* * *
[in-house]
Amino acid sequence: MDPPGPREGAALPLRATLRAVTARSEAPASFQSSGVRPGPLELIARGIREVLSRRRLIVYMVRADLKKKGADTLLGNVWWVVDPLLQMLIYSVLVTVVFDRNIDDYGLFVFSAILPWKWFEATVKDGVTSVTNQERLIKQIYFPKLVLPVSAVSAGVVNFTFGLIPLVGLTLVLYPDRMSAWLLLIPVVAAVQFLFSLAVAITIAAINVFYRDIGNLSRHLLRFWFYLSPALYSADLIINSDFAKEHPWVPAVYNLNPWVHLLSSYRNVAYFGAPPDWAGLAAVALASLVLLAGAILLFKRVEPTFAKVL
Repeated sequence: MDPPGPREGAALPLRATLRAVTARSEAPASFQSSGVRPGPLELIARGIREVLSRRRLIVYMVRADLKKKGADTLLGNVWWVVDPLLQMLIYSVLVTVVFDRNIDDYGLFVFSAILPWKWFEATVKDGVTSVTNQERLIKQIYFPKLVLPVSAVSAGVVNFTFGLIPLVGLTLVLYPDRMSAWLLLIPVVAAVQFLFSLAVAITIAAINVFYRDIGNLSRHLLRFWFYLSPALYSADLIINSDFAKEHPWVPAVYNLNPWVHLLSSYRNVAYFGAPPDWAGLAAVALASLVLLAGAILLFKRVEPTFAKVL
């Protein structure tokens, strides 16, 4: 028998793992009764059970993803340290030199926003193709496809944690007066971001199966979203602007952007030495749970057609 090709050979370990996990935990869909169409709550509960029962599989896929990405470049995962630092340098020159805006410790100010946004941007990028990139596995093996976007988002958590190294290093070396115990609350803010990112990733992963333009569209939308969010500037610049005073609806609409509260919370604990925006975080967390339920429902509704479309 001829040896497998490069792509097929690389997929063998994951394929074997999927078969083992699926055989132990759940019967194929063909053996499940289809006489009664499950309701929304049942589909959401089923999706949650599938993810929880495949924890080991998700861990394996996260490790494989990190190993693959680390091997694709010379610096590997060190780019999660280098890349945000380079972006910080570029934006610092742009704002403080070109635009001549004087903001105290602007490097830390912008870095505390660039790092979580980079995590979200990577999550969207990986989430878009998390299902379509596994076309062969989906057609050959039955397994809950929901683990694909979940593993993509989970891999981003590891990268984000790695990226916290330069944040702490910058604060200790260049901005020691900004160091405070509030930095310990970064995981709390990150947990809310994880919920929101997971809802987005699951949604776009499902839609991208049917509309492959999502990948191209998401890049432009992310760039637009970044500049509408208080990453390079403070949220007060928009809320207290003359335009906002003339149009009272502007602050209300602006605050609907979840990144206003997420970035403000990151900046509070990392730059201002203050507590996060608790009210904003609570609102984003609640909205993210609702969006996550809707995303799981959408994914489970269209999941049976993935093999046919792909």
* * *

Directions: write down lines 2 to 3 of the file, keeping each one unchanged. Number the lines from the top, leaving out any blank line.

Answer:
Amino acid sequence: MDPPGPREGAALPLRATLRAVTARSEAPASFQSSGVRPGPLELIARGIREVLSRRRLIVYMVRADLKKKGADTLLGNVWWVVDPLLQMLIYSVLVTVVFDRNIDDYGLFVFSAILPWKWFEATVKDGVTSVTNQERLIKQIYFPKLVLPVSAVSAGVVNFTFGLIPLVGLTLVLYPDRMSAWLLLIPVVAAVQFLFSLAVAITIAAINVFYRDIGNLSRHLLRFWFYLSPALYSADLIINSDFAKEHPWVPAVYNLNPWVHLLSSYRNVAYFGAPPDWAGLAAVALASLVLLAGAILLFKRVEPTFAKVL
Repeated sequence: MDPPGPREGAALPLRATLRAVTARSEAPASFQSSGVRPGPLELIARGIREVLSRRRLIVYMVRADLKKKGADTLLGNVWWVVDPLLQMLIYSVLVTVVFDRNIDDYGLFVFSAILPWKWFEATVKDGVTSVTNQERLIKQIYFPKLVLPVSAVSAGVVNFTFGLIPLVGLTLVLYPDRMSAWLLLIPVVAAVQFLFSLAVAITIAAINVFYRDIGNLSRHLLRFWFYLSPALYSADLIINSDFAKEHPWVPAVYNLNPWVHLLSSYRNVAYFGAPPDWAGLAAVALASLVLLAGAILLFKRVEPTFAKVL